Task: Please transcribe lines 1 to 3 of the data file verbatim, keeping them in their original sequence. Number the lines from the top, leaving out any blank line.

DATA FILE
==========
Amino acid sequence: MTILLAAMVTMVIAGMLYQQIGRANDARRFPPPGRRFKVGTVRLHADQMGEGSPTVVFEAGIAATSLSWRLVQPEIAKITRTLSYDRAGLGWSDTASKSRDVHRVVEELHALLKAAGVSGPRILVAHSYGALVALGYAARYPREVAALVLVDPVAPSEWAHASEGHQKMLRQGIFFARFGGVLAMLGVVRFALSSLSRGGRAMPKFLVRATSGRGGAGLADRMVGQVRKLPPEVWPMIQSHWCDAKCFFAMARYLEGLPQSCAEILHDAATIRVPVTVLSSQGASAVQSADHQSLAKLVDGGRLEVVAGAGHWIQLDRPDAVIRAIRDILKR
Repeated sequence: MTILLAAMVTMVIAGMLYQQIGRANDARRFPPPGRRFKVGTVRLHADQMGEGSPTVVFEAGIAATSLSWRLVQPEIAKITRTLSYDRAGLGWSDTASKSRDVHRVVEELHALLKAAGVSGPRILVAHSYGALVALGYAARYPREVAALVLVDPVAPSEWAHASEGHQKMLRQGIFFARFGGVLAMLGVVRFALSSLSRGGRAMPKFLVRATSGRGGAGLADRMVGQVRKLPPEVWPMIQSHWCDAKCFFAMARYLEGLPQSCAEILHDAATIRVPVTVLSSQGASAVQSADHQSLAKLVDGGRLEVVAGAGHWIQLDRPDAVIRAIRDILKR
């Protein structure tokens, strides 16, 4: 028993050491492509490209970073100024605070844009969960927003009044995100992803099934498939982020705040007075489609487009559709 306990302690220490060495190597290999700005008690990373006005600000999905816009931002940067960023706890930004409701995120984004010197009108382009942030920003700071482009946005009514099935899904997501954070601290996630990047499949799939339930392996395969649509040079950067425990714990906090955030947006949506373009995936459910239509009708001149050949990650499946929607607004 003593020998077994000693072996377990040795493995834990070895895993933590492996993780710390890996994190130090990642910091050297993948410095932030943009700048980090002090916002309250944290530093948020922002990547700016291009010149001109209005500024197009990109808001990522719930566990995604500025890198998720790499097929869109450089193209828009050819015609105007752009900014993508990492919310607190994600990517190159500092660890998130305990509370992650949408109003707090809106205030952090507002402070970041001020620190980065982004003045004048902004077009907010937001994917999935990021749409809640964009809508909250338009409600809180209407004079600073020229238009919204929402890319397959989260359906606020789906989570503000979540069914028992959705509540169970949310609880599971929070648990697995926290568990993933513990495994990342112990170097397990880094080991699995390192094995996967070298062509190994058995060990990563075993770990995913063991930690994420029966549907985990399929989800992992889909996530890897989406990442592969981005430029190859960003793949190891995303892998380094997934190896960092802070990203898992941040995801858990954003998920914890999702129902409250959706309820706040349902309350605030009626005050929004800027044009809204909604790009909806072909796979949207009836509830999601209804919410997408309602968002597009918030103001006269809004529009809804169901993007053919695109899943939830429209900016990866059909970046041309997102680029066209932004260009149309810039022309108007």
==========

Amino acid sequence: MTILLAAMVTMVIAGMLYQQIGRANDARRFPPPGRRFKVGTVRLHADQMGEGSPTVVFEAGIAATSLSWRLVQPEIAKITRTLSYDRAGLGWSDTASKSRDVHRVVEELHALLKAAGVSGPRILVAHSYGALVALGYAARYPREVAALVLVDPVAPSEWAHASEGHQKMLRQGIFFARFGGVLAMLGVVRFALSSLSRGGRAMPKFLVRATSGRGGAGLADRMVGQVRKLPPEVWPMIQSHWCDAKCFFAMARYLEGLPQSCAEILHDAATIRVPVTVLSSQGASAVQSADHQSLAKLVDGGRLEVVAGAGHWIQLDRPDAVIRAIRDILKR
Repeated sequence: MTILLAAMVTMVIAGMLYQQIGRANDARRFPPPGRRFKVGTVRLHADQMGEGSPTVVFEAGIAATSLSWRLVQPEIAKITRTLSYDRAGLGWSDTASKSRDVHRVVEELHALLKAAGVSGPRILVAHSYGALVALGYAARYPREVAALVLVDPVAPSEWAHASEGHQKMLRQGIFFARFGGVLAMLGVVRFALSSLSRGGRAMPKFLVRATSGRGGAGLADRMVGQVRKLPPEVWPMIQSHWCDAKCFFAMARYLEGLPQSCAEILHDAATIRVPVTVLSSQGASAVQSADHQSLAKLVDGGRLEVVAGAGHWIQLDRPDAVIRAIRDILKR
């Protein structure tokens, strides 16, 4: 028993050491492509490209970073100024605070844009969960927003009044995100992803099934498939982020705040007075489609487009559709 306990302690220490060495190597290999700005008690990373006005600000999905816009931002940067960023706890930004409701995120984004010197009108382009942030920003700071482009946005009514099935899904997501954070601290996630990047499949799939339930392996395969649509040079950067425990714990906090955030947006949506373009995936459910239509009708001149050949990650499946929607607004 003593020998077994000693072996377990040795493995834990070895895993933590492996993780710390890996994190130090990642910091050297993948410095932030943009700048980090002090916002309250944290530093948020922002990547700016291009010149001109209005500024197009990109808001990522719930566990995604500025890198998720790499097929869109450089193209828009050819015609105007752009900014993508990492919310607190994600990517190159500092660890998130305990509370992650949408109003707090809106205030952090507002402070970041001020620190980065982004003045004048902004077009907010937001994917999935990021749409809640964009809508909250338009409600809180209407004079600073020229238009919204929402890319397959989260359906606020789906989570503000979540069914028992959705509540169970949310609880599971929070648990697995926290568990993933513990495994990342112990170097397990880094080991699995390192094995996967070298062509190994058995060990990563075993770990995913063991930690994420029966549907985990399929989800992992889909996530890897989406990442592969981005430029190859960003793949190891995303892998380094997934190896960092802070990203898992941040995801858990954003998920914890999702129902409250959706309820706040349902309350605030009626005050929004800027044009809204909604790009909806072909796979949207009836509830999601209804919410997408309602968002597009918030103001006269809004529009809804169901993007053919695109899943939830429209900016990866059909970046041309997102680029066209932004260009149309810039022309108007």